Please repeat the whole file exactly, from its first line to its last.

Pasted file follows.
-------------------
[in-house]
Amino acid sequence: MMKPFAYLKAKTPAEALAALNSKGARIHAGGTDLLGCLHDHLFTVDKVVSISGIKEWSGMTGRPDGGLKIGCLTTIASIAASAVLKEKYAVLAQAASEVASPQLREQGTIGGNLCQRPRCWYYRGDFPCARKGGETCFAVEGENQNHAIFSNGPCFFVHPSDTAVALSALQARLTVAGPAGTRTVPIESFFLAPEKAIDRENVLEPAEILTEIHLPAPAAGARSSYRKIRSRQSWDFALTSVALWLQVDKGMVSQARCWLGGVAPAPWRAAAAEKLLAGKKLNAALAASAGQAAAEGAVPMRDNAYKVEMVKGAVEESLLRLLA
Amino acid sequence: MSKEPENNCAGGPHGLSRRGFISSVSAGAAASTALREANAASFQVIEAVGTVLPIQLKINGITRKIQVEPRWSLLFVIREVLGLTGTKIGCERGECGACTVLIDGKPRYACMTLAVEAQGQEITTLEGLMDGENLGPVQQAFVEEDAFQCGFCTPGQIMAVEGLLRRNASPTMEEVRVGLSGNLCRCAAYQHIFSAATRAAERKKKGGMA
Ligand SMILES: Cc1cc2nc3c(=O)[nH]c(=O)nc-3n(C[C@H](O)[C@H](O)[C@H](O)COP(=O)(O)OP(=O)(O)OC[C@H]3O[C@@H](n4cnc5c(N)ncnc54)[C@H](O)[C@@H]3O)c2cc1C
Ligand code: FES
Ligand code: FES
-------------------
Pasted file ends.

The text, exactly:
[in-house]
Amino acid sequence: MMKPFAYLKAKTPAEALAALNSKGARIHAGGTDLLGCLHDHLFTVDKVVSISGIKEWSGMTGRPDGGLKIGCLTTIASIAASAVLKEKYAVLAQAASEVASPQLREQGTIGGNLCQRPRCWYYRGDFPCARKGGETCFAVEGENQNHAIFSNGPCFFVHPSDTAVALSALQARLTVAGPAGTRTVPIESFFLAPEKAIDRENVLEPAEILTEIHLPAPAAGARSSYRKIRSRQSWDFALTSVALWLQVDKGMVSQARCWLGGVAPAPWRAAAAEKLLAGKKLNAALAASAGQAAAEGAVPMRDNAYKVEMVKGAVEESLLRLLA
Amino acid sequence: MSKEPENNCAGGPHGLSRRGFISSVSAGAAASTALREANAASFQVIEAVGTVLPIQLKINGITRKIQVEPRWSLLFVIREVLGLTGTKIGCERGECGACTVLIDGKPRYACMTLAVEAQGQEITTLEGLMDGENLGPVQQAFVEEDAFQCGFCTPGQIMAVEGLLRRNASPTMEEVRVGLSGNLCRCAAYQHIFSAATRAAERKKKGGMA
Ligand SMILES: Cc1cc2nc3c(=O)[nH]c(=O)nc-3n(C[C@H](O)[C@H](O)[C@H](O)COP(=O)(O)OP(=O)(O)OC[C@H]3O[C@@H](n4cnc5c(N)ncnc54)[C@H](O)[C@@H]3O)c2cc1C
Ligand code: FES
Ligand code: FES